ECHR judgment of December 11, 2018 in the case of “M.A. and others (M.A. and Others) against Lithuania” (application No. 59793/17).
In 2017, complainants were assisted in preparing a application. Subsequently, the application was communicated to Lithuania.
The case has successfully considered the application of the applicants against the refusal of the border authorities to accept asylum applications. The case has violated articles 3 and 13 of the Convention for the Protection of Human Rights and Fundamental Freedoms.
THE CIRCUMSTANCES OF THE CASE
The applicants in the case were a family of seven citizens of the Russian Federation who had previously lived in the Chechen Republic. The applicants complained to the European Court that between April and May 2007, they tried to apply for asylum three times, but each time the Lithuanian border authorities refused to accept these requests and returned the applicants to the Republic of Belarus. Subsequently, the applicants were able to apply for asylum, and they were admitted to the refugee reception center in Poland to wait there for a decision.
QUESTIONS OF RIGHT
Regarding compliance with Article 3 of the Convention. The applicants claimed that they were threatened with torture on the territory of the Chechen Republic and that the Republic of Belarus cannot be considered a safe third country. The main disagreement between the parties was whether the fact of asylum applications for asylum had actually occurred at the border. In each of the three cases when the applicants applied to the border guards, they presented identity documents and did not try to hide the fact that they did not have visas or other documents giving them the right to enter Lithuania. The behavior of the applicants was consistent with their claim that the purpose of their arrival at the Lithuanian border was to apply for asylum.
(a) The first attempt made on April 16, 2017. The applicants claimed that they had first expressed a desire to receive protection from the border guards verbally. This argument was disputed by the Lithuanian authorities. At the same time, it was not disputed that the claimants wrote the word “azul” in Cyrillic (a word commonly used to refer to asylum), often used by Chechen applicants requesting political asylum to refer to “asylum” on the spot to sign on each of the seven decisions that they were denied entry to Lithuania. The corresponding checkpoint was located on the border with the Republic of Belarus, where Russian is one of the official languages. Even assuming that none of the border guards at the checkpoint spoke Russian, the European Court cannot agree with the argument of the Lithuanian authorities that the applicants “did not in any way express their desire for asylum”, since to understand the oral petitions of the applicants in Russian. The word “azul”, which was contained in seven decisions on the refusal of applicants to enter Lithuania, should have served as a sufficient indication to the border guards that the applicants had applied for asylum.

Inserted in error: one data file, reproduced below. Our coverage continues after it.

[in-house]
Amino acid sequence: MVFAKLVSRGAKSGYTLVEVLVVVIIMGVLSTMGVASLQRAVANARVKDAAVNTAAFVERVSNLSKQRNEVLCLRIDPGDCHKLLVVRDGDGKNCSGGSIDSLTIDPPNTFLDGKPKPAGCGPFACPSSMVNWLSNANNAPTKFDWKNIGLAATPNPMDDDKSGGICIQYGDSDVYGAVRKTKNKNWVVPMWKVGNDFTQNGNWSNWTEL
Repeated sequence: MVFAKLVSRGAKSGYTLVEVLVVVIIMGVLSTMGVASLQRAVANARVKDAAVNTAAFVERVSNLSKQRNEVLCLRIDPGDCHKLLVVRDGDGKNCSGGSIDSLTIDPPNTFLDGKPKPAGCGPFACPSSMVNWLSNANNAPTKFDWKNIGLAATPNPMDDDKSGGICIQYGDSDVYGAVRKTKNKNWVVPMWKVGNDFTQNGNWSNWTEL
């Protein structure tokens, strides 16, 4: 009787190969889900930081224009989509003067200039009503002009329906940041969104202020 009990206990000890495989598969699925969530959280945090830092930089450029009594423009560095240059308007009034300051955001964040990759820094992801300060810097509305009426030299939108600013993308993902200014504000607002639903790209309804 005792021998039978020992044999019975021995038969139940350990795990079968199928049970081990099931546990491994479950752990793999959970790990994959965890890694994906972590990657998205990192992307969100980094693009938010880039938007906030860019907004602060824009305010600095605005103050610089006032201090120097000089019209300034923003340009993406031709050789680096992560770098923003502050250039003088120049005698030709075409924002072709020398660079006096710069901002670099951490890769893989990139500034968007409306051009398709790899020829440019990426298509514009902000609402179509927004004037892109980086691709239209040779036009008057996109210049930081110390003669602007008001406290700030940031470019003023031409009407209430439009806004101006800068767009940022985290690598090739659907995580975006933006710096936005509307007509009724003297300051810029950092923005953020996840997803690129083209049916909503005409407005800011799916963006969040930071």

(b) The second attempt, made on May 22, 2017, the applicants submitted to the European Court a copy of the written application for asylum and a photo of it together with train tickets from Minsk to Vilnius. The complainants claimed that the photo was taken at the border checkpoint and that the request was submitted to the border guards. The authorities did not dispute the fact of the authenticity of the asylum application or photograph, as well as the applicants' allegation that this photo was taken at the border checkpoint. In such circumstances, there were no grounds to doubt the applicants' claim that on May 22, 2017 they had filed a written application for asylum at the Vilnius railway border checkpoint.